There is no greater sigh of relief after a long day with young ones than when you open the door and they rush past you to play outside. The benefits of outdoor play for children are well researched. Ample outdoor experiences promote exercise, executive functioning, risk-taking, socialization, and an appreciation for nature. Support children’s outside explorations by welcoming spring with an outdoor classroom. Continue reading
Children and Place: An Intro to Geography
When we think of geography, we tend to imagine maps, globes, and atlases. While these tools are relevant to learning about place, the study of geography involves so much more. For children, geography involves developing a sense of place by learning about the natural environment and understanding their relationship to it. It goes without saying that children are most in touch with the places where they live.
According to research on social studies in early childhood, geographic experiences support children’s social and emotional development by allowing them to foster relationships, use their senses, and make memories. When children are given opportunities to explore a place over time, they begin to understand how places can change and the affect humans have on them. Support children’s geographic explorations with these 7 activities: Continue reading
Rain Boots and Mud Pies—Gearing Up for International Mud Day
As early childhood professionals we know that learning can be messy. Children often seem to be at their happiest when they are digging, painting, or creating. In fact, if each of us paused for a moment and thought about it, we could probably easily recall a time when the children in our care were consumed by swirling paint colors and painting over the same area on the page, piling sand into large mounds, or collecting an assortment of sticks and rocks. In each of these activities, children are honing many skills—fine motor, gross motor, cognitive awareness, and math and counting. Help children and families in your setting embrace messy play by getting outside and celebrating International Mud Day on June 29.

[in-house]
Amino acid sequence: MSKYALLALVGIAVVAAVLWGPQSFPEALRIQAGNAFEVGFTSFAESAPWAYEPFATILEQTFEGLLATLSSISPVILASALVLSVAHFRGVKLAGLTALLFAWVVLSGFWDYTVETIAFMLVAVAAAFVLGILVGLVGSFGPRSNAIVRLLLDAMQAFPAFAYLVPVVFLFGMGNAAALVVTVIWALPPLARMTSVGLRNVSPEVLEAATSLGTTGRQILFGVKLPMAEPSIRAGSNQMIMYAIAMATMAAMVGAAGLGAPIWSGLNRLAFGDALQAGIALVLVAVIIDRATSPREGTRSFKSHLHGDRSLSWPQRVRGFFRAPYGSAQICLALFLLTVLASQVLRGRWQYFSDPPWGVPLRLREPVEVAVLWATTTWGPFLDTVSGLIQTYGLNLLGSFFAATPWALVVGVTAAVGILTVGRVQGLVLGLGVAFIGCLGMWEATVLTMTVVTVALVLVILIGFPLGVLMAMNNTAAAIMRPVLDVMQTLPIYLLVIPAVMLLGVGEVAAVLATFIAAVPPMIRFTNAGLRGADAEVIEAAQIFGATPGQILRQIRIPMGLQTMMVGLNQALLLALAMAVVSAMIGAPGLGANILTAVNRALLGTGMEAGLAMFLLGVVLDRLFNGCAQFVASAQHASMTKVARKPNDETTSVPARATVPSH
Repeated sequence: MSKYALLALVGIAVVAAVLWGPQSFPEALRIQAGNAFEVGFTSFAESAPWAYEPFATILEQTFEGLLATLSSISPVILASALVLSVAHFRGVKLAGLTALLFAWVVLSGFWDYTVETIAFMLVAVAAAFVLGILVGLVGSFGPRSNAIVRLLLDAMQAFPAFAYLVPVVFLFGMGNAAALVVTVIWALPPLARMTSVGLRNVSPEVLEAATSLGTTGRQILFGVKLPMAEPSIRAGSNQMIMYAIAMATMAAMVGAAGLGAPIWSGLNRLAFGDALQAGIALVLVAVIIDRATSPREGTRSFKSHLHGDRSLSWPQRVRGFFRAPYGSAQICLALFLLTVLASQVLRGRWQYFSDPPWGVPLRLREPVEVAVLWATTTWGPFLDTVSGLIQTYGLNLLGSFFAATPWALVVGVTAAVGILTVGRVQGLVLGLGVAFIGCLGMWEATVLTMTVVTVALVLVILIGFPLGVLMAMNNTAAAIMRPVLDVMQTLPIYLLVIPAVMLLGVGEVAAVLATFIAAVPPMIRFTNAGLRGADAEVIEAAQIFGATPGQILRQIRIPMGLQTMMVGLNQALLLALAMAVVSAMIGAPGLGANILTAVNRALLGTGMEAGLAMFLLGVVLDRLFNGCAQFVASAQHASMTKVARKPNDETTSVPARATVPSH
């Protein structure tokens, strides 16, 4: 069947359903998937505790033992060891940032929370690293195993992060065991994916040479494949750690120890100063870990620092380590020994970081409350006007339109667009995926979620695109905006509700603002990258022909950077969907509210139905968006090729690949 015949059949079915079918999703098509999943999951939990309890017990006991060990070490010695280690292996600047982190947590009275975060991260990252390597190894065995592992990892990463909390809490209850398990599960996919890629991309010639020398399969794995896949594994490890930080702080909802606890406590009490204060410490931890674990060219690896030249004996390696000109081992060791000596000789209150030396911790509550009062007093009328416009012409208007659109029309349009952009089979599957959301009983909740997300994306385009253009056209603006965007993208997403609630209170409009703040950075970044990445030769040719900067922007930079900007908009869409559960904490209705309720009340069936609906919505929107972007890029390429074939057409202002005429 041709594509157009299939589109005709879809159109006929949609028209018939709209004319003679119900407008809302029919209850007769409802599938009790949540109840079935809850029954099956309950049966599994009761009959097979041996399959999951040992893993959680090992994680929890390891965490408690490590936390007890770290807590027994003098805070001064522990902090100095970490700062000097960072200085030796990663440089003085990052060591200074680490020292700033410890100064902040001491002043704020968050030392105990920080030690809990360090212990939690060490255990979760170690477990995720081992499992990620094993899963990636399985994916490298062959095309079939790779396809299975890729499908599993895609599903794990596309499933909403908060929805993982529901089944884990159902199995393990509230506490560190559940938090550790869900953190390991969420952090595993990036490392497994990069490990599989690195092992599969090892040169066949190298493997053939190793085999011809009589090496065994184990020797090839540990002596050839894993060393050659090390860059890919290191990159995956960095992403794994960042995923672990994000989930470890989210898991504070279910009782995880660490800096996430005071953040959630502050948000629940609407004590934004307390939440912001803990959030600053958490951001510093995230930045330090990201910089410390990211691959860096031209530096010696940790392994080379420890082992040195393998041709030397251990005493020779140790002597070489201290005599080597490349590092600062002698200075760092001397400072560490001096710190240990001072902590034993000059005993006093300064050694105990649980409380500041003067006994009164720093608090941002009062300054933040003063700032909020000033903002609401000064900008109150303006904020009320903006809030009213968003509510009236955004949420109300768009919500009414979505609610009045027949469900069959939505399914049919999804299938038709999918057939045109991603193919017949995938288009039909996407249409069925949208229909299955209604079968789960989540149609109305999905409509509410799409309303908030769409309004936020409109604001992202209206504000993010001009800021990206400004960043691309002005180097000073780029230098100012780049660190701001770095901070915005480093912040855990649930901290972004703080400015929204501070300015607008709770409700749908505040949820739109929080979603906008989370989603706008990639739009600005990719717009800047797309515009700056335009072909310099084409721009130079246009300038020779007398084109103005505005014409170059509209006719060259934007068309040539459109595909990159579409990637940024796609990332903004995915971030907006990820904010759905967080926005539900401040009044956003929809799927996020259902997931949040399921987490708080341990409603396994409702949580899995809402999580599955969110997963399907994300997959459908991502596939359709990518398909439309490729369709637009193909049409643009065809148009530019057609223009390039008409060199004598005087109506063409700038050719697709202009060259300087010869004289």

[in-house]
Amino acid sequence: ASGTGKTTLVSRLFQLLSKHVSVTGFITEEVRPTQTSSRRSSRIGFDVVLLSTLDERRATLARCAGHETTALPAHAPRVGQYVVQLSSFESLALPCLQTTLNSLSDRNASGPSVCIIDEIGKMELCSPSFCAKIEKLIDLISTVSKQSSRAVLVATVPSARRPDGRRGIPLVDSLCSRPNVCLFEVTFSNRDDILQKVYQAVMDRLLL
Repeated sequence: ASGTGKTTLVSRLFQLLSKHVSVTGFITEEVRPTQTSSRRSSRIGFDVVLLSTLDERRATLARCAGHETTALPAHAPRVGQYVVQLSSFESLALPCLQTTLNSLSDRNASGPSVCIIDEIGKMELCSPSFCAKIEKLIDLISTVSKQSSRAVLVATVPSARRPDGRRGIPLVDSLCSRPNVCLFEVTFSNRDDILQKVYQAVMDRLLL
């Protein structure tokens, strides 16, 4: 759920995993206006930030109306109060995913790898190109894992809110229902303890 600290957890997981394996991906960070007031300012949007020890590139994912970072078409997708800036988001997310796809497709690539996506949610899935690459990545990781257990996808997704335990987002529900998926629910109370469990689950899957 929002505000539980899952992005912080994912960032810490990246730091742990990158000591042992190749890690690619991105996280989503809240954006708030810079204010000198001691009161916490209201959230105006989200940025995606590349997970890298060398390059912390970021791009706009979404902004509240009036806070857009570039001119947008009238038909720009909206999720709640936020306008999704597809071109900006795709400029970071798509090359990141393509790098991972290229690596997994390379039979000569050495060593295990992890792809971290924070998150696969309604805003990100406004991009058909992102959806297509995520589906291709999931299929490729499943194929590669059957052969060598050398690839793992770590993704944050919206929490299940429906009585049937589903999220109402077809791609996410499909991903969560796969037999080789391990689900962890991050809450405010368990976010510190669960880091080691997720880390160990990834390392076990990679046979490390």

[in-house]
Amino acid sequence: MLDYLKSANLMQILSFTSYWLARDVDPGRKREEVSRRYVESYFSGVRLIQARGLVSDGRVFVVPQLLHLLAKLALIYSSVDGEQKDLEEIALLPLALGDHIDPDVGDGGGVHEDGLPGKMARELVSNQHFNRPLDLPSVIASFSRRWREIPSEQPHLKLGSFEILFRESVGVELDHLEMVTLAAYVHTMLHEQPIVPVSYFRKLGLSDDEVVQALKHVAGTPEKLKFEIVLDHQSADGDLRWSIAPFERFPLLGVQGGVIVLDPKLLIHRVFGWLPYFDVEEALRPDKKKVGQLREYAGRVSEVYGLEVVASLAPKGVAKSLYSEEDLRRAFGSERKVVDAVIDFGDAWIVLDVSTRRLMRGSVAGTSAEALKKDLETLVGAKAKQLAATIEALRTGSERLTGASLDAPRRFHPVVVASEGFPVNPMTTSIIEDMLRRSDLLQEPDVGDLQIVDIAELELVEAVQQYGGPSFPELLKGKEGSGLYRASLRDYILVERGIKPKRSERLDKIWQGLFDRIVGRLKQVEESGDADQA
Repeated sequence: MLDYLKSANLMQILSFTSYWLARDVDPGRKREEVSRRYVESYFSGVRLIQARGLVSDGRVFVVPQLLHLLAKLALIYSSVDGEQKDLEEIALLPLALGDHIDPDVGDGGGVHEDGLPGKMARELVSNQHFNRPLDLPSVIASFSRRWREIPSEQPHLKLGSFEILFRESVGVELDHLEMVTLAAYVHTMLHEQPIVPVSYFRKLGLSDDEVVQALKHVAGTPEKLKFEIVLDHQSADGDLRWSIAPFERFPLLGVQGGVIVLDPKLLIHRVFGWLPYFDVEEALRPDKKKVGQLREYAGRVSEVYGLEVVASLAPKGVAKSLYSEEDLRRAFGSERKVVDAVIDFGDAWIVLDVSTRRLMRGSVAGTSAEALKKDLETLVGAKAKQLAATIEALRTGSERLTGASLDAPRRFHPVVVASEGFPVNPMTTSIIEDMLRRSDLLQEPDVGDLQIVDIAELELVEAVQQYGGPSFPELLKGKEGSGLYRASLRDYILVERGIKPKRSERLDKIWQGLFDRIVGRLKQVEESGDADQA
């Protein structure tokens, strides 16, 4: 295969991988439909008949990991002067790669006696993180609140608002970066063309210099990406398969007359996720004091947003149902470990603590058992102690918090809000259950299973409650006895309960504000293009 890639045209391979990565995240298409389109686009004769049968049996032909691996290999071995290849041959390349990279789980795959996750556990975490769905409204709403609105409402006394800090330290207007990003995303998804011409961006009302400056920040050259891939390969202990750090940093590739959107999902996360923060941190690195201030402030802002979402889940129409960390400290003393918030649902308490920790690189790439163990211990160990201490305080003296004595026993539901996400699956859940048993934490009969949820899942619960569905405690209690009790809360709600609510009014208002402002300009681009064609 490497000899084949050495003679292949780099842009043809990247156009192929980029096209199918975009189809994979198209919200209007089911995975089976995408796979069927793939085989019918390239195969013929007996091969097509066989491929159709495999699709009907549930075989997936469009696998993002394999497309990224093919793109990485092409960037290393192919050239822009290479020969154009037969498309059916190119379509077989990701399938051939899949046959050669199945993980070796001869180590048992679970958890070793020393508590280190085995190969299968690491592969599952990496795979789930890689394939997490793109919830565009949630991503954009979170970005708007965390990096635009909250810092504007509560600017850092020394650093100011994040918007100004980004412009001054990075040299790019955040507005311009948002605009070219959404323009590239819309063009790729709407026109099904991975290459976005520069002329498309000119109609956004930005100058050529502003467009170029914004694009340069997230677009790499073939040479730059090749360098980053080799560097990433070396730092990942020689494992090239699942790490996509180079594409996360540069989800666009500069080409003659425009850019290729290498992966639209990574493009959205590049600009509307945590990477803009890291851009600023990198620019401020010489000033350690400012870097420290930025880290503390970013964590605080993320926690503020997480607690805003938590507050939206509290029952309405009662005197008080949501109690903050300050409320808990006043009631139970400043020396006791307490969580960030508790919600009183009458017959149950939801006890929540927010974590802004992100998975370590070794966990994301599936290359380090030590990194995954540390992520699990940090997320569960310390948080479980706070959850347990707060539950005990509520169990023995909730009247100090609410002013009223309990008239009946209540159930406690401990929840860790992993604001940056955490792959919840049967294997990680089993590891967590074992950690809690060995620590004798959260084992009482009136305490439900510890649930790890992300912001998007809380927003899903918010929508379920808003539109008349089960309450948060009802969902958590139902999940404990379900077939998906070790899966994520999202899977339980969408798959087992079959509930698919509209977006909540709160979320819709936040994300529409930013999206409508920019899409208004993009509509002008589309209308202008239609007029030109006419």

Here Comes Summer! Activities for When You’re All Out of Ideas
Do you struggle finding things to do with children during the summer? Here’s a few ideas to add a little extra fun every week!
Offering Loose Parts
Loose parts play is popular in early childhood settings. Play experts value it as a form of open-ended learning. Loose parts are objects that children can move around and combine or arrange in many different ways. While some educators prefer to use natural materials as loose parts, manmade materials also work well. Loose parts may include rocks, shells, twigs, leaves, cardboard tubes, jar lids, boxes, bits of ribbon, and more. Any materials that are intriguing to children and offer many possibilities for play will work.Continue reading